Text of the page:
E D W A R D
C R U T C H L E Y
S P R I N G / S U M M E R
2 0 2 1
23 September. 2020
OF PAP MAGAZINE
OF PAP MAGAZINE
OF PAP MAGAZINE
Edward Crutchley's spring collection channels the flawless sang-froid of avenging female Yakuza bosses in Hideo's Gosha's 1986 film Gokudô no Onna-tachi. The look is a paean to grit, glamour and gall: eighties decadence, the dazzle of hi-gloss on cheekbones and the thrill of daring to dress.
The clothes have the unruffled confidence of corporate casual in their cut: for men it is easy pyjama collar shirts, cropped trousers, two-button blazers worn with double pleat Bermudas or boxers. Regal, full-length Ottoman court kaftans and padded belts. Womenswear includes 18th Century lace cuff frills, hyper-exagerrated flounces and sarong-inspired draped pencil skirts.
Footloose tailoring is offered in a triage of stalwart British fabrics: elegant houndstooth, refined Prince of Wales check and an exploded hingham with Jaspé yarn highlight. The formal riffs on the frivolous. Continuous ribbon stitching inspired by Mariachi jackets and Irish dancing dresses frolics around the hem and lapel of classic tailored two-button jackets and on-piece-cut robes. Sequin and rhinestone lemons and oranges are appliqué onto the front of neat collared shirts and jackets. A Rocco rosary ribbon print is reworked from a vintage Japanese Kabuki costume and renewed with the signature EC logo wheel, which also features as a repeat metallic hand-foil pattern.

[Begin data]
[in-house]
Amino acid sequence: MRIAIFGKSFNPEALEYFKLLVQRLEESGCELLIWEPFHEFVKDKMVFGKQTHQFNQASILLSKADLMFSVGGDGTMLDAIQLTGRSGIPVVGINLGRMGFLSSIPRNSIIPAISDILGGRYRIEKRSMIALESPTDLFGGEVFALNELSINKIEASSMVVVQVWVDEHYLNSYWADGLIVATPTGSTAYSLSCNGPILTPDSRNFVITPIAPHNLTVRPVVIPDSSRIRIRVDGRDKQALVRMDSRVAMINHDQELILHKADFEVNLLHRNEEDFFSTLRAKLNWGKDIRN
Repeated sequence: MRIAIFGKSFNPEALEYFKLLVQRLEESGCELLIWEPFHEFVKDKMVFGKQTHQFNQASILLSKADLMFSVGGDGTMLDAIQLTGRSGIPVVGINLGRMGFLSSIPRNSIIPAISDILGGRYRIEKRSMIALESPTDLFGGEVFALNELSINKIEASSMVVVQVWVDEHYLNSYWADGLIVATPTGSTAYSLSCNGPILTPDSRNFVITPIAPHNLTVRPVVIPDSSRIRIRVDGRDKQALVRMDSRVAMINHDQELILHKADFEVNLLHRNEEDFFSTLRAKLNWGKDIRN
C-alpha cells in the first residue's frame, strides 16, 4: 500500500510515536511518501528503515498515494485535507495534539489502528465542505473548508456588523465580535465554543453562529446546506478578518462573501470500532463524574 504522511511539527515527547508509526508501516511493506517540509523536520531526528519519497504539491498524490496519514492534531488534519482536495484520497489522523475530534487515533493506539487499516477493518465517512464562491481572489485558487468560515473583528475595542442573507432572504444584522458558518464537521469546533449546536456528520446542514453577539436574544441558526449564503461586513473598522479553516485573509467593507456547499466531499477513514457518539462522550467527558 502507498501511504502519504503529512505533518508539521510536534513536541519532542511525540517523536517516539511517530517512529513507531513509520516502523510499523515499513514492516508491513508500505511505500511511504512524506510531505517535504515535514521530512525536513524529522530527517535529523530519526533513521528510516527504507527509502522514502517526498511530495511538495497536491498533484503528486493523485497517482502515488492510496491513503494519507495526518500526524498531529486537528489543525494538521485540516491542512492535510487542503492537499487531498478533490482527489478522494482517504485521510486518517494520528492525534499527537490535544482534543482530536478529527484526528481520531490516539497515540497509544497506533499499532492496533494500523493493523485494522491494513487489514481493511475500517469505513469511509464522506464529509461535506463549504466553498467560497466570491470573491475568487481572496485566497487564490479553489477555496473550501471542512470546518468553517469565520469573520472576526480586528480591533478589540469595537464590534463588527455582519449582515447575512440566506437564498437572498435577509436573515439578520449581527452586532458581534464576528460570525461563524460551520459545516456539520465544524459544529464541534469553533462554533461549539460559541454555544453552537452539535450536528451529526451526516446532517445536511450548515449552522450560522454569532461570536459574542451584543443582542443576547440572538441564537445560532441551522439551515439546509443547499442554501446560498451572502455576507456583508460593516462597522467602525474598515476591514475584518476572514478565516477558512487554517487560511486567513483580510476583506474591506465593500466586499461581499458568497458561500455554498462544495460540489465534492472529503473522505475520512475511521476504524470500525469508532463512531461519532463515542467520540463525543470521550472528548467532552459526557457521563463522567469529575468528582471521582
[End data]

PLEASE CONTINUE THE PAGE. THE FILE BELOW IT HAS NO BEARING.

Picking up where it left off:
Inspired by opulent antique costume jewellery, polished burst jewel fruit and insects appear almost airbrushed into reality in repeat prints. A fecund graphic magnolia design - a reworking of a pattern debuted for SS17 - is on fresh, fluid silk morocain. The original derives from a 1930s art school project kimono, for which students were tasked with reinterpreting traditional Japanese motifs in an Art Deco style. It is also applied onto a pink lurex and white silk Jacquard base using an AI guided technique.
Hawaiian of 'Aloha' shirts have been a staple of Crutchley's collections since his debut in 2015. Japanese and Chinese sewers, tailors and dressmakers established the tradition of using Asian textiles tomato island clothing for the influx of American tourists visiting Waikiki in the 1930s - the meeting fo cultures if endorsed through Crutchley's own practice of marrying global craftsmanship with British textile heritage.
With usual panache, Stephen Jones has translated the floating ribbons of Chinese temple guardian status into a towering bow that rests high on the top of the head or worn wrapped around the chin, as if defying gravity.
Completing the look are scoop-fronted pumps or flat patent slippers by Christian Louboutin, EC logo earrings with dégradé cascades of rhinestones and fruit ear cuffs - and, naturally, the iconic fruit minaudière, borrowed from the Judith Leiber archives.
Words by Dal Chodha.
Styling: Julian Ganio
Casting: Sophie Lynas at Leda Casting
Hats in collaboration with Stephen Jones
Shoes in collaboration with Christian Louboutin
Bags by Judith Leiber
Jewellery in collaboration with Gianluigi Zoccheddu and Victoria Rickard
Hair: Kota Suiza at Caren
Makeup: Michelle Dacillo
Nails: Marie-Louise Carter using Luella Belle and Artistic Nail Design
Stills Photography: Francisco Gomez de Villaboa
With thanks to Yang JinDian, Karen Coughlan and John Handford, Ata and Salients at TRUK 1609, James and team at James Bosley Studio, Andrew and team at The London Embroidery Studio, Caren, Vicky and all at Caren Agency.